Armed with multiple degrees including one in Fashion Buying and Merchandising from the prestigious Fashion Institute of Technology (FIT) in New York, a wealth of corporate experience in her native, South Africa, and experience with her own eponymous designer label, Monareng, came to realize there was a gap in the international market for African luxury and for ethically produced, sustainable and conscious products.
“There’s a lot more to African fashion than just wax prints,” she says. “I want to present an alternative narrative of African designers.”
And so, under bright lights on a long, ivory runaway, the alternative narrative began to unfold. If the audience was previously unfamiliar with African fashion, or didn’t know what to expect, they were about to have their hearts stolen and minds blown. The thoughtfully-curated array of gorgeous ensembles elicited sighs of wonder, gasps of surprise and frantic iPhone photography from the onlookers.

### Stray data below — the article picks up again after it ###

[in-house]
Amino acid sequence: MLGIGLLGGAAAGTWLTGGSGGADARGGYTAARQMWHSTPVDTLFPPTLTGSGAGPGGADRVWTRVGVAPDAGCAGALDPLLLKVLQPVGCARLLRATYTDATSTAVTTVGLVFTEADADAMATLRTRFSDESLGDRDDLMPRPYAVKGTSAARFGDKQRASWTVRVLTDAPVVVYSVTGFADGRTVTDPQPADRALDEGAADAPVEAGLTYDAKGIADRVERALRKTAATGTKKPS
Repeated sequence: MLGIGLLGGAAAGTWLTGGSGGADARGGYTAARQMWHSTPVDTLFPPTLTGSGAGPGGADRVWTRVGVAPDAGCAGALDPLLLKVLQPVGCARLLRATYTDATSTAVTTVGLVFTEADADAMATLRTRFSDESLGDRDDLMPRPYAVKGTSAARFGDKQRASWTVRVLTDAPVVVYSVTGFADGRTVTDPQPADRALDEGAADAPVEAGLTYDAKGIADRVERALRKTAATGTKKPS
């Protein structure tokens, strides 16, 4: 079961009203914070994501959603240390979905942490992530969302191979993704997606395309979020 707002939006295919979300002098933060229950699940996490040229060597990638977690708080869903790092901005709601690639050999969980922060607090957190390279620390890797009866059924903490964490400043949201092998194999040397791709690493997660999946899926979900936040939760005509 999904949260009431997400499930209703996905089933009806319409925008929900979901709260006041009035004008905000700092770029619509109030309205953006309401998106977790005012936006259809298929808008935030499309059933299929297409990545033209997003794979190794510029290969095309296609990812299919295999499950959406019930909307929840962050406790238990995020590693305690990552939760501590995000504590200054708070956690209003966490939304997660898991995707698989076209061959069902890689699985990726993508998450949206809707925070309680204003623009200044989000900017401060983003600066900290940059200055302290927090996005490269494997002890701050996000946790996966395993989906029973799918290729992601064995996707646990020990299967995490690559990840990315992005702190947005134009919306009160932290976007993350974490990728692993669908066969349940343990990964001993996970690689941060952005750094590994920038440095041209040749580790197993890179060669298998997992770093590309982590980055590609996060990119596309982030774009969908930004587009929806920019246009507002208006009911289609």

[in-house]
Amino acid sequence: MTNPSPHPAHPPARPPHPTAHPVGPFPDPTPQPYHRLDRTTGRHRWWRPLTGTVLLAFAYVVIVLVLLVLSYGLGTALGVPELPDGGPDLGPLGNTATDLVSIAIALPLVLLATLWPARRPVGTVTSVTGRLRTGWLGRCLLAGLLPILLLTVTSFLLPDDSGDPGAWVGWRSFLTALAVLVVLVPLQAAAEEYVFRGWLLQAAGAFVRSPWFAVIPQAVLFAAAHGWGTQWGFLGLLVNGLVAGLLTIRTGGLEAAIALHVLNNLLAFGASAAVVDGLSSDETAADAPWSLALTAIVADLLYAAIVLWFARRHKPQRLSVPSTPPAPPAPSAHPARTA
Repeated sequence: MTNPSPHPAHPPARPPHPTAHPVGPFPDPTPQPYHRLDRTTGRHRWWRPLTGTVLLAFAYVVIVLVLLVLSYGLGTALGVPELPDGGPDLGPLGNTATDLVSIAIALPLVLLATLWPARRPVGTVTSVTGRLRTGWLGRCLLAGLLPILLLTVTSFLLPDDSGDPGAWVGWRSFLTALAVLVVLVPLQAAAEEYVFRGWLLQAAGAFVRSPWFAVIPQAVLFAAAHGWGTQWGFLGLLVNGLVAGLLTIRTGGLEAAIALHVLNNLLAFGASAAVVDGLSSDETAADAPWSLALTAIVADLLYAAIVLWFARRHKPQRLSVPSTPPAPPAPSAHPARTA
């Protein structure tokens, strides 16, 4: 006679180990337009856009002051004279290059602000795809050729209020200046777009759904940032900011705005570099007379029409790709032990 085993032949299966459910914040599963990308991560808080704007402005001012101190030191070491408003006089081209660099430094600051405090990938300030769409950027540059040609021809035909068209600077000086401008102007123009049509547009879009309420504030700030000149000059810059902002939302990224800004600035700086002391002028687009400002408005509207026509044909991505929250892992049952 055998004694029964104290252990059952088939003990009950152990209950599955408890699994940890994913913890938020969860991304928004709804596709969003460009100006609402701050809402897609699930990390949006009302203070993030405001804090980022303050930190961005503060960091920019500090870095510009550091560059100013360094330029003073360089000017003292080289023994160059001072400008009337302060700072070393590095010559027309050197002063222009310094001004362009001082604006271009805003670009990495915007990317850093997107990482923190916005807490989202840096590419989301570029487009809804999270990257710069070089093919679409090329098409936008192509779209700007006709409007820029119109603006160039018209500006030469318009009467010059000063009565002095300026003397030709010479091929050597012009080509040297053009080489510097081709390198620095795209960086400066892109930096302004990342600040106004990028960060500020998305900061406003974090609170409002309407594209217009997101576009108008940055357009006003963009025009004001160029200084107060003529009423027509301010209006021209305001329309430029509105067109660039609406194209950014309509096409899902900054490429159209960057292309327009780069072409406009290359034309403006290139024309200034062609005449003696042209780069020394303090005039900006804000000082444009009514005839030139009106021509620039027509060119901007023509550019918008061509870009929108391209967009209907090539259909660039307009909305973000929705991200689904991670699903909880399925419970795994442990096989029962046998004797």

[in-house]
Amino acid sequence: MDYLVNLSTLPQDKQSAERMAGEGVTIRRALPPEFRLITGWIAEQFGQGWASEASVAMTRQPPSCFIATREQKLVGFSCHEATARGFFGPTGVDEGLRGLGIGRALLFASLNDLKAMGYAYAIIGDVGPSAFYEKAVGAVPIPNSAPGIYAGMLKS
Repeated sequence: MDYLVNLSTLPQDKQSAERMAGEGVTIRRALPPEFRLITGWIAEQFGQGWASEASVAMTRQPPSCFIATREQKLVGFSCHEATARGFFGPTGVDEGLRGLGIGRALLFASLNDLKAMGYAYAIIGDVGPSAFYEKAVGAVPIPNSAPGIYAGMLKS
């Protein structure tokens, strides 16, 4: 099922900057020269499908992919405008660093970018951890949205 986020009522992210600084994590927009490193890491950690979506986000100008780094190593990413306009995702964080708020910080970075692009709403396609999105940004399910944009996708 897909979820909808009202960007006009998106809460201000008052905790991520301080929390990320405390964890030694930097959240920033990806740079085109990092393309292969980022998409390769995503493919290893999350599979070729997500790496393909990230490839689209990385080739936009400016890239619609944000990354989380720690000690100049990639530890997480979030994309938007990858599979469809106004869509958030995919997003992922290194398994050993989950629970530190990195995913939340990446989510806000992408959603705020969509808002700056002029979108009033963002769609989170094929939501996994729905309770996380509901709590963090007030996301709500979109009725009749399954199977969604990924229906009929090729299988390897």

From veteran designer Marianne Fassler came prints found from and inspired by the cityscapes and citizens of her native Johannesburg. Fassler’s love for her modern, cosmopolitan city, which she described as a place to find one’s “personal gold” truly shone through. Every garment featured a palette that positively burst with vivid colors and prints that came together with a giggling playfulness. Dramatic pleats and paneling prevailed. Flirtatious flowing and sheer fabrics abounded.
Where Fassler’s brand drew from the urban jungle, Katherine-Mary Pichulik’s accessories label PICHULIK, drew from the colors of the South African environment. The pieces were designed and inspired by African tribal ornamentation, making symbolic use of color, beadwork, basketry.
“The sacred nature of making jewelry and its link to ceremony and initiation inspire a powerful way of making ornamentation that serves to not only adorn, but alchemize and empower the wearer,” says Pichulik.